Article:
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Figthting the erosion of social values. Re.Cri.Re seminar

Sixteen Universities and Research Centres, covering 13 European countries, are working together to investigate what kind of social identity change is occurring in Europe in time of crisis, a crucial element of the good policy making.




On Thursday 14th of December 2016, ISBEM – Instituto Scientifico Biomedico Euro Mediterraneo - together with the University of Salento (Lecce, Italy), organised the second working seminar in the framework of the project Re.Cri.Re. The seminar was held at the Monastero degli Olivetani, Padiglione Chirico (Department of History, Society and Human Studies) and aimed at showcasing the outcomes of Work Package 3.


The participants, comprised professors, researchers and other experts representing various scientific fields, focused mainly on the issue of anomy, an element that seems to have increased in the current European culture. They highlighted the fact that people in the past, in order to handle with the anomy, they resorted to dictatorial forms of government, whereas nowadays, most European States, in order to cope with the loss of legitimacy and with the increasing social violence, are currently rising the costs for surveillance and public order. This strategy however, creates a contradiction for development: on one hand, the States are forced to reduce public spending, but at the same time they greatly increase their spending on social control. We are therefore witnessing a shift from a welfare state to a criminal state. What is more, the policies themselves contribute to creating this state of affairs, like competitiveness for example, originally intended as a policy aiming at territorial development, but in reality, strengthening the identity differences in defensive terms.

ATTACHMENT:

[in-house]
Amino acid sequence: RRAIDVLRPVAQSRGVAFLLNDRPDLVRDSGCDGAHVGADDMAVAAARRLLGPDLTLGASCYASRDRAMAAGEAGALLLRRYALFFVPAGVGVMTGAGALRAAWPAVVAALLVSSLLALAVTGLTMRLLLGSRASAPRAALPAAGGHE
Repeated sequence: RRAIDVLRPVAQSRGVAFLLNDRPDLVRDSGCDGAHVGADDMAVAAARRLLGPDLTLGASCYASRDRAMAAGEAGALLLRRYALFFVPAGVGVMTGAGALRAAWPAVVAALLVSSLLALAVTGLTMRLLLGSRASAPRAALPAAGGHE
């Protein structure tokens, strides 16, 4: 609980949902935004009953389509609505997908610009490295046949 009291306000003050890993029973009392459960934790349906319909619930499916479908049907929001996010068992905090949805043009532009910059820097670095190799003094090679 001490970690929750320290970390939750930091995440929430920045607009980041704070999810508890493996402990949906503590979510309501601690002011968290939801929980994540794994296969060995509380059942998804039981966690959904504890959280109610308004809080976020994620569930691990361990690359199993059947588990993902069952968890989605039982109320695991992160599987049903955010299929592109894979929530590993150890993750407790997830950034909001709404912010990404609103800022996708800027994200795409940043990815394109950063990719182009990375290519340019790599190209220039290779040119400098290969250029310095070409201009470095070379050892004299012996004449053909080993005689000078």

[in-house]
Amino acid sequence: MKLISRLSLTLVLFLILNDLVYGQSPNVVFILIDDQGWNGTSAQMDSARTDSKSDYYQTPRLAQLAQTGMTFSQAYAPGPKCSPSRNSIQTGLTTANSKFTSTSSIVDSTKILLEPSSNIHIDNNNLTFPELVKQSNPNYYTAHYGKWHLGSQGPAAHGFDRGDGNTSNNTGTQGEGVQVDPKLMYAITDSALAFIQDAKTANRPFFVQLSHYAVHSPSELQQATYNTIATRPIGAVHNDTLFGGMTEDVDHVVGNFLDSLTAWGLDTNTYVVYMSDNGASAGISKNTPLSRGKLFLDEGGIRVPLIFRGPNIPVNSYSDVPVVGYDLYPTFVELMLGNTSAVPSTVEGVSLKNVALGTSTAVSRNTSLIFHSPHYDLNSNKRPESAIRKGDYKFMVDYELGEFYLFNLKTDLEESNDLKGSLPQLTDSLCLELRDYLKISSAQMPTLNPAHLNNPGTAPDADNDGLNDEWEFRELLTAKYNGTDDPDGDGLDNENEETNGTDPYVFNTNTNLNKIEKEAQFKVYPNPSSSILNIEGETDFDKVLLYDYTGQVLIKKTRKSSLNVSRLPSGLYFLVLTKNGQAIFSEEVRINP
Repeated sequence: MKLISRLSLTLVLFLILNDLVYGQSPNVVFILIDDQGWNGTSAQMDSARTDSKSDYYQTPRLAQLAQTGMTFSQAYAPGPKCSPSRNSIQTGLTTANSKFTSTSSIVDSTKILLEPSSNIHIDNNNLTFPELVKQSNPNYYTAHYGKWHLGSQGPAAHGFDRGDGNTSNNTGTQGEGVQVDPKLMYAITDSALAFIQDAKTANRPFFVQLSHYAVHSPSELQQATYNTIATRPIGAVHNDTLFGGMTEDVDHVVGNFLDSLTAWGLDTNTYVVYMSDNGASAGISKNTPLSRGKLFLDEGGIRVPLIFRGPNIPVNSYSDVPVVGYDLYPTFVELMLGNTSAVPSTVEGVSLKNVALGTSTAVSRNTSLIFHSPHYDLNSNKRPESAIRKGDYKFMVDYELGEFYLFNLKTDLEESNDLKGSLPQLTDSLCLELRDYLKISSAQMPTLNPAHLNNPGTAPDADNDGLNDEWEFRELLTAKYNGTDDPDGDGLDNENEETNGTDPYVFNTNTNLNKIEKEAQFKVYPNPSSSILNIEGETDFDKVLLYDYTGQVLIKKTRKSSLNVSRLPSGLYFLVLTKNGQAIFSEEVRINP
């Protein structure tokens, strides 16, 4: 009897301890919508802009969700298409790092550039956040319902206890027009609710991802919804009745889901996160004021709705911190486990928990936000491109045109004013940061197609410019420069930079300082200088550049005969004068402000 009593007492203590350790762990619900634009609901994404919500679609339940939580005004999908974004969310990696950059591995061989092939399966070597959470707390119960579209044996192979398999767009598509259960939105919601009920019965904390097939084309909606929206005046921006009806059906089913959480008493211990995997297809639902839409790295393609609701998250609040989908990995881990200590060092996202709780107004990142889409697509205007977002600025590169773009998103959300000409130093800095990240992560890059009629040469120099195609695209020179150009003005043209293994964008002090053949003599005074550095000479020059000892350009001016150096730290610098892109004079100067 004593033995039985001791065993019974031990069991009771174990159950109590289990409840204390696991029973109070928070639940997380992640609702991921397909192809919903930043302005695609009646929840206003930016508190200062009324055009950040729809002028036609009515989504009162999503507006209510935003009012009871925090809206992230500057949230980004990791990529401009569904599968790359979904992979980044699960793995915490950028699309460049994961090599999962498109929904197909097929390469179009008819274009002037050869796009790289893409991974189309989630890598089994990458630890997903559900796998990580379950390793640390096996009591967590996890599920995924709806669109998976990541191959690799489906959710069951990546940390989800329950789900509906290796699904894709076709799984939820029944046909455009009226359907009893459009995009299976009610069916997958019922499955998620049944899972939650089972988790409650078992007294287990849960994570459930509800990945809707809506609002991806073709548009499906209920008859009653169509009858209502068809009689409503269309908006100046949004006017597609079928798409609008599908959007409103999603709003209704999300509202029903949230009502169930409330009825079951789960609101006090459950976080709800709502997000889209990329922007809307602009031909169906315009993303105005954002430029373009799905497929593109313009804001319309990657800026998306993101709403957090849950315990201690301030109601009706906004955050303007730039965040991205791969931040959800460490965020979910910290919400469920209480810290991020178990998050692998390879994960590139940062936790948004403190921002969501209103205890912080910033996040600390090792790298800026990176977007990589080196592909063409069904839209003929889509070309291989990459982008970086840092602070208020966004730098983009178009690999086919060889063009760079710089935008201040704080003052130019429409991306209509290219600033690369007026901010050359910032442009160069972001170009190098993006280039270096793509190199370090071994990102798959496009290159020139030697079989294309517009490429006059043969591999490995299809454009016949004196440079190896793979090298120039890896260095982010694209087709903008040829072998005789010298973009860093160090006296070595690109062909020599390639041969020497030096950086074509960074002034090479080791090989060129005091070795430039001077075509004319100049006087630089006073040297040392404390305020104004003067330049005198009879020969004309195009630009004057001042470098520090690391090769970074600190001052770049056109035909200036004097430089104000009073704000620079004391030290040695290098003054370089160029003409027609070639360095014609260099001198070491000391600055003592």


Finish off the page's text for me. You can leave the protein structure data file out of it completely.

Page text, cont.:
The participants also exchanged on ideas regarding the creation of new social models. A great number of the proposed ideas have already been adopted by European states, like for instance the minimum basic salary or the forms of community welfare. Furthermore, the results of Re.Cri.Re. indicate that, the answers enhancing only the identity aspects, if generalized, may lead to populism, while those that only enhance the distribution of resources, if generalized, produce existing goods consumption. Last but not least, the participants reflected on the idea of finding answers not related to problem solving, but problem setting, which nowadays is the way to understand how we can tackle the anomy, through a new form of integration between system dimensions and identity dimensions.


The project is lead by ALDA and sponsored by the EU Comission. For more information, please contact: Aldo Xhani, Active Citizenship Project Coordinator,


Useful links:

RE.CRI.RE project website

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